... Within this practice, participants engage in speaking activities via videoconference with interlocutors that they have never met face-to-face. E-tandem is believed to be an anxiety reducing and confidenceincreasing practice over time (Appel & Gilabert, 2002;El-Hariri, 2016). Paradoxically, scholars also suggest that e-tandem learners might experience FLA when taking part of this activity due to different factors, such as the medium of communication (Jauregi, 2015) or the fact that speaking interaction in a foreign language (FL) can be anxiety provoking itself (Appel, 2012). ...
Conference Paper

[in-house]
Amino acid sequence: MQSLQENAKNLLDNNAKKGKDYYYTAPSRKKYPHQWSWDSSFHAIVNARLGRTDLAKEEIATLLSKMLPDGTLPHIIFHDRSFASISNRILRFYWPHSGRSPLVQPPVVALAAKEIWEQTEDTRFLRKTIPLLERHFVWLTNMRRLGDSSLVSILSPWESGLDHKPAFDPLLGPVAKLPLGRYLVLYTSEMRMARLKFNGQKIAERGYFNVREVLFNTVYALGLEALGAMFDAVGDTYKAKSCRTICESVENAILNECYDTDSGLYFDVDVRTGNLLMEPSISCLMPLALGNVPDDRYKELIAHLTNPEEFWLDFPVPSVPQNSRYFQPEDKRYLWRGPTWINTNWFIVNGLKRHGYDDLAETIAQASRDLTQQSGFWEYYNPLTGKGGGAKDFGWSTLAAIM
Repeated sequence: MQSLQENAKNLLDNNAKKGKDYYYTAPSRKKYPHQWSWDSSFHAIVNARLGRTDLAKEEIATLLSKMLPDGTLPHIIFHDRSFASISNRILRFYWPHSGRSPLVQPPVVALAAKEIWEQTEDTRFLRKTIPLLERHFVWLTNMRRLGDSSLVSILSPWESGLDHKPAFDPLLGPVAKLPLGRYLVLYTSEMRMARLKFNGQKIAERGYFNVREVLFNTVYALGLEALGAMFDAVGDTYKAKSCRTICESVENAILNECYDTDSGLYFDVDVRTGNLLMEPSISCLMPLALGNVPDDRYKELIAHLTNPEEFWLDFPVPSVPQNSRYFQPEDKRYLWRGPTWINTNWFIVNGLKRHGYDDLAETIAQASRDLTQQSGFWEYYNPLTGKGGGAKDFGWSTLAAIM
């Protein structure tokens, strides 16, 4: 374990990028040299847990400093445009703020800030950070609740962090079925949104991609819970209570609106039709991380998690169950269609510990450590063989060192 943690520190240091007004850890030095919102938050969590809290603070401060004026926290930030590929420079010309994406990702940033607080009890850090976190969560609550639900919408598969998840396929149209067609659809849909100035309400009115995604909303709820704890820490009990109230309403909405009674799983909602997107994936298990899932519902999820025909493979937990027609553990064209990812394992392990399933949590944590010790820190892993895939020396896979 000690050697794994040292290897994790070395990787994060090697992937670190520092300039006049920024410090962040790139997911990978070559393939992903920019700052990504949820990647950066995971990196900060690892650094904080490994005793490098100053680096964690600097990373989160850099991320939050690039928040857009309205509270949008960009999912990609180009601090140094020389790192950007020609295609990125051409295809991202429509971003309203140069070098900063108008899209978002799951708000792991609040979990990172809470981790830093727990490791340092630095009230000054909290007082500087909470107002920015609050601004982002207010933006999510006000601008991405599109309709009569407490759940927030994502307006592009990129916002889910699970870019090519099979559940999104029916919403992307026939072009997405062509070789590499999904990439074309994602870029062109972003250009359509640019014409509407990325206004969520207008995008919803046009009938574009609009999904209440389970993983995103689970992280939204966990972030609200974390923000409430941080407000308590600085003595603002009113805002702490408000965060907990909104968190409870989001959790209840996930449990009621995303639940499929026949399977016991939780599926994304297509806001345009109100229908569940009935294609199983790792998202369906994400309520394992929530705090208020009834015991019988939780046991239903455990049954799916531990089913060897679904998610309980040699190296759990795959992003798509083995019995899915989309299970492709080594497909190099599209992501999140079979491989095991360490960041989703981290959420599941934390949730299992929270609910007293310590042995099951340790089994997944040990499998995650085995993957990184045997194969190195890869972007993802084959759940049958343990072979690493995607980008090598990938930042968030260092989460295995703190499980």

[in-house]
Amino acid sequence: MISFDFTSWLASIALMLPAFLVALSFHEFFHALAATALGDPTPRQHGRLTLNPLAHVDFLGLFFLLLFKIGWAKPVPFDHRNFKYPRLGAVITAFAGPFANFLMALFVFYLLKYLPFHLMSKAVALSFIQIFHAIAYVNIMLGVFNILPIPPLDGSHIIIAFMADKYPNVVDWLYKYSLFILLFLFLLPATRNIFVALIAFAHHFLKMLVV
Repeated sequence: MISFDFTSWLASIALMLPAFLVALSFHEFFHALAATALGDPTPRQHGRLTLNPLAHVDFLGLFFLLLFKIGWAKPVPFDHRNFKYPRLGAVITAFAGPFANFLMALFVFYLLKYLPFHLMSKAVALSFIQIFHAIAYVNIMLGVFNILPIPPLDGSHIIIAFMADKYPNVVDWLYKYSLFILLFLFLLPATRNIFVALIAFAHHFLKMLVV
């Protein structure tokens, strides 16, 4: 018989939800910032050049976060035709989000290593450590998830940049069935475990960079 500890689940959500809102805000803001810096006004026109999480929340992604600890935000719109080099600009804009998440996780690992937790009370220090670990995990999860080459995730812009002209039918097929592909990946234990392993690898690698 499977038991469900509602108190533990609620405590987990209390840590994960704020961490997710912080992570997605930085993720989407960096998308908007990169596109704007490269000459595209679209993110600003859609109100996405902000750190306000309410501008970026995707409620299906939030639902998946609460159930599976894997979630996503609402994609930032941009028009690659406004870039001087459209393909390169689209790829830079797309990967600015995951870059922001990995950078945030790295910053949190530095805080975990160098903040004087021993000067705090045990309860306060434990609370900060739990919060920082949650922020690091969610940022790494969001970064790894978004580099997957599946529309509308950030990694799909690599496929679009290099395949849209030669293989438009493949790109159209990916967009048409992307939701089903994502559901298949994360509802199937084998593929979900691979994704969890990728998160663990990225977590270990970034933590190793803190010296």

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In the last years the phenomenon of migration has increased across countries and the migrants linguistic and social inclusion is becoming more and more urgent in our societies. Too often, the Italian administrative language tends to be unnecessarily difficult for all those who are L2 beginners in Italian language skills to become resident in Italy and yet need to deal with various red tape and formalities (as the asylum seekers or migrants and their families). Looking at this phenomenon, we can’t help to take in account also what Krashen called the affective filter, prompted by either the austerity of the Institution releasing the documents, either the extreme importance of the information in them. Besides, as noticed by Fernanda Minuz in Italiano L2 e alfabetizzazione in età adulta (Minuz, 2005), many L2 learners arrive in Italy lacking literacy even in their mother tongue and they have absolutely no familiarity with our typical administrative procedure that implies many written formalities. Also, Sparks, Ganschow and Javorsky (2000) noticed that student with poor language skills are in general more anxious facing written texts. Aware of this problem, we decided to test a group of Italian L2 learners (118 students from level A2 up) on the comprehension of different kind of authentic administrative texts in order to find a way to ameliorate their impact whit the Italian bureaucracy. They were tested on two different application forms, on a document about citizenship and on a judgment from an Italian court. All the tests were anonymous; no dictionary, phone or other instruments were allowed to be used. We took in account syntactical, lexical and pragmatical difficulties as much as emotive obstacle in their proper comprehension of the texts. After some multiple choice exercises, the students were asked to underline and write down all their difficulties and feelings about the texts. In order to be sure they could feel comfortable in writing the truth, all the teachers and observers in the class met the students before the test and already had a small informal conversation with them. Then we put the results of the test, the notes written by the students and everything noticed by the observers together and we picked up some recurrent aspects that seem to affect the feelings about Italian administrative texts, trying to relate them to the Foreign language reading anxiety scale stated by Saito, Horwitz and Garza (1999). To make an example, many of the students seemed to be deeply confused about what to write in the personal data required by the forms, as they looked like split between the previous life in their countries and the new life in Italy. We tried to analyze and deepen those outcomes in order to figure out how to improve self-efficacy in fulfilling administrative documents.